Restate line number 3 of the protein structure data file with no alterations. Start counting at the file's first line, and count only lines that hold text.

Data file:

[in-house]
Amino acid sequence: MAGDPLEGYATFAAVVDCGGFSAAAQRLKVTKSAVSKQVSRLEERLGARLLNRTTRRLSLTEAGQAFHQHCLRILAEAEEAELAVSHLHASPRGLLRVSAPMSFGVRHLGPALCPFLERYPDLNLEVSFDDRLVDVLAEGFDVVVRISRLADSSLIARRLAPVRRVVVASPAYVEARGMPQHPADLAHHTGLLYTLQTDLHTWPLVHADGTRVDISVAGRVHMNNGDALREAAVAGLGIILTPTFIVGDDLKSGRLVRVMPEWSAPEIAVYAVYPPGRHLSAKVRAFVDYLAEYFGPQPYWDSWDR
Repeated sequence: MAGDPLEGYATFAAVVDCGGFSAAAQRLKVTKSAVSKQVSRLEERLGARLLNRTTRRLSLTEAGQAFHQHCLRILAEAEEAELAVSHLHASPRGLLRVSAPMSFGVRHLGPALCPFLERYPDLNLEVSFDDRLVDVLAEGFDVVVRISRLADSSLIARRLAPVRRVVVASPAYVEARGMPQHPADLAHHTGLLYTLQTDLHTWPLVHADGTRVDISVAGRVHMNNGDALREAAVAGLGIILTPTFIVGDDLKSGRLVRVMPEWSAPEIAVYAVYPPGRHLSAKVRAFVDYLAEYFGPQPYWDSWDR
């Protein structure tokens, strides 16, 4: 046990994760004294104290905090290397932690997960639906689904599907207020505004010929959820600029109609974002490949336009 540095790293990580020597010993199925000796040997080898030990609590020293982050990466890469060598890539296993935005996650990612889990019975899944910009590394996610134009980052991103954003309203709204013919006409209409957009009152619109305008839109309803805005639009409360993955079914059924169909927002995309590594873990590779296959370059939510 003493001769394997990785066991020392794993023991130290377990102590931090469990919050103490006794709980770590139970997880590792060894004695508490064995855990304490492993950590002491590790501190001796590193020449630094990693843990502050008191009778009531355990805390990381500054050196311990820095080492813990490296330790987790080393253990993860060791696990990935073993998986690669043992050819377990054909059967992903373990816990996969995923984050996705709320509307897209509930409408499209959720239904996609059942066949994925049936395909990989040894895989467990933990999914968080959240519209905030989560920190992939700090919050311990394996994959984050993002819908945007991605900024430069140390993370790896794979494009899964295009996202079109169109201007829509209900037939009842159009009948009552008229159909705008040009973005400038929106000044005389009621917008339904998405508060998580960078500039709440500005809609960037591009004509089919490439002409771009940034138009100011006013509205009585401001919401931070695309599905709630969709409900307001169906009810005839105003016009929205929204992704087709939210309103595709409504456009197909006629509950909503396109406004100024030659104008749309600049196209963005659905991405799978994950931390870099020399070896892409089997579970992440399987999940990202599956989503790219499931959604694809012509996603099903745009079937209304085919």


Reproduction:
Repeated sequence: MAGDPLEGYATFAAVVDCGGFSAAAQRLKVTKSAVSKQVSRLEERLGARLLNRTTRRLSLTEAGQAFHQHCLRILAEAEEAELAVSHLHASPRGLLRVSAPMSFGVRHLGPALCPFLERYPDLNLEVSFDDRLVDVLAEGFDVVVRISRLADSSLIARRLAPVRRVVVASPAYVEARGMPQHPADLAHHTGLLYTLQTDLHTWPLVHADGTRVDISVAGRVHMNNGDALREAAVAGLGIILTPTFIVGDDLKSGRLVRVMPEWSAPEIAVYAVYPPGRHLSAKVRAFVDYLAEYFGPQPYWDSWDR